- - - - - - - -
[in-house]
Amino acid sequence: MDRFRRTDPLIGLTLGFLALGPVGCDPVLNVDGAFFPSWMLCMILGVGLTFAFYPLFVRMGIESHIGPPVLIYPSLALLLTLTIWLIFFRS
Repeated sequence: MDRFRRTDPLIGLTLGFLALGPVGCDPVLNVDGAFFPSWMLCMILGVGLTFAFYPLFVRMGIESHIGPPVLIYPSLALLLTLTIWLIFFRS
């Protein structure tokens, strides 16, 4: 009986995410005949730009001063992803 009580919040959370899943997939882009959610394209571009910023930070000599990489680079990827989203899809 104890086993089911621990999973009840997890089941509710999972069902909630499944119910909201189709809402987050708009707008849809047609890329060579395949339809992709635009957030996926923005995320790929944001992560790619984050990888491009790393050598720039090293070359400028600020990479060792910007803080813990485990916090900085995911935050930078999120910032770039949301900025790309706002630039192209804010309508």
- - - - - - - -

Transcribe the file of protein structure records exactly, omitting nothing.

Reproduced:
[in-house]
Amino acid sequence: MDRFRRTDPLIGLTLGFLALGPVGCDPVLNVDGAFFPSWMLCMILGVGLTFAFYPLFVRMGIESHIGPPVLIYPSLALLLTLTIWLIFFRS
Repeated sequence: MDRFRRTDPLIGLTLGFLALGPVGCDPVLNVDGAFFPSWMLCMILGVGLTFAFYPLFVRMGIESHIGPPVLIYPSLALLLTLTIWLIFFRS
């Protein structure tokens, strides 16, 4: 009986995410005949730009001063992803 009580919040959370899943997939882009959610394209571009910023930070000599990489680079990827989203899809 104890086993089911621990999973009840997890089941509710999972069902909630499944119910909201189709809402987050708009707008849809047609890329060579395949339809992709635009957030996926923005995320790929944001992560790619984050990888491009790393050598720039090293070359400028600020990479060792910007803080813990485990916090900085995911935050930078999120910032770039949301900025790309706002630039192209804010309508």